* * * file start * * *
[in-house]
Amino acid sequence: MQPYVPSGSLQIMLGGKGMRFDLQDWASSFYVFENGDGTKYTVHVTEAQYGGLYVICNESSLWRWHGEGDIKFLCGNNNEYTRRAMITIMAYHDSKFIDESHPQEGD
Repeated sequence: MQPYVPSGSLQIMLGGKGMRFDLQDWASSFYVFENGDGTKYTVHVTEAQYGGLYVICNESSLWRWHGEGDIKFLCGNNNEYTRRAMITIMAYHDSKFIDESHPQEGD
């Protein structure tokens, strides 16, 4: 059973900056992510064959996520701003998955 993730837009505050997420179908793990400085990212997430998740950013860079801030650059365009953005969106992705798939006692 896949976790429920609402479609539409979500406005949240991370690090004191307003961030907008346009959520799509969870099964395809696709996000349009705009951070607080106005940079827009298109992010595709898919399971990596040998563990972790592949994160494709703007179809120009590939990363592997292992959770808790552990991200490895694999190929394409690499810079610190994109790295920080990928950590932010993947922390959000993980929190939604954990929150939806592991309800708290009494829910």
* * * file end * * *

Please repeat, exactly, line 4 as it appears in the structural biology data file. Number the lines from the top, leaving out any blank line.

């Protein structure tokens, strides 16, 4: 059973900056992510064959996520701003998955 993730837009505050997420179908793990400085990212997430998740950013860079801030650059365009953005969106992705798939006692 896949976790429920609402479609539409979500406005949240991370690090004191307003961030907008346009959520799509969870099964395809696709996000349009705009951070607080106005940079827009298109992010595709898919399971990596040998563990972790592949994160494709703007179809120009590939990363592997292992959770808790552990991200490895694999190929394409690499810079610190994109790295920080990928950590932010993947922390959000993980929190939604954990929150939806592991309800708290009494829910």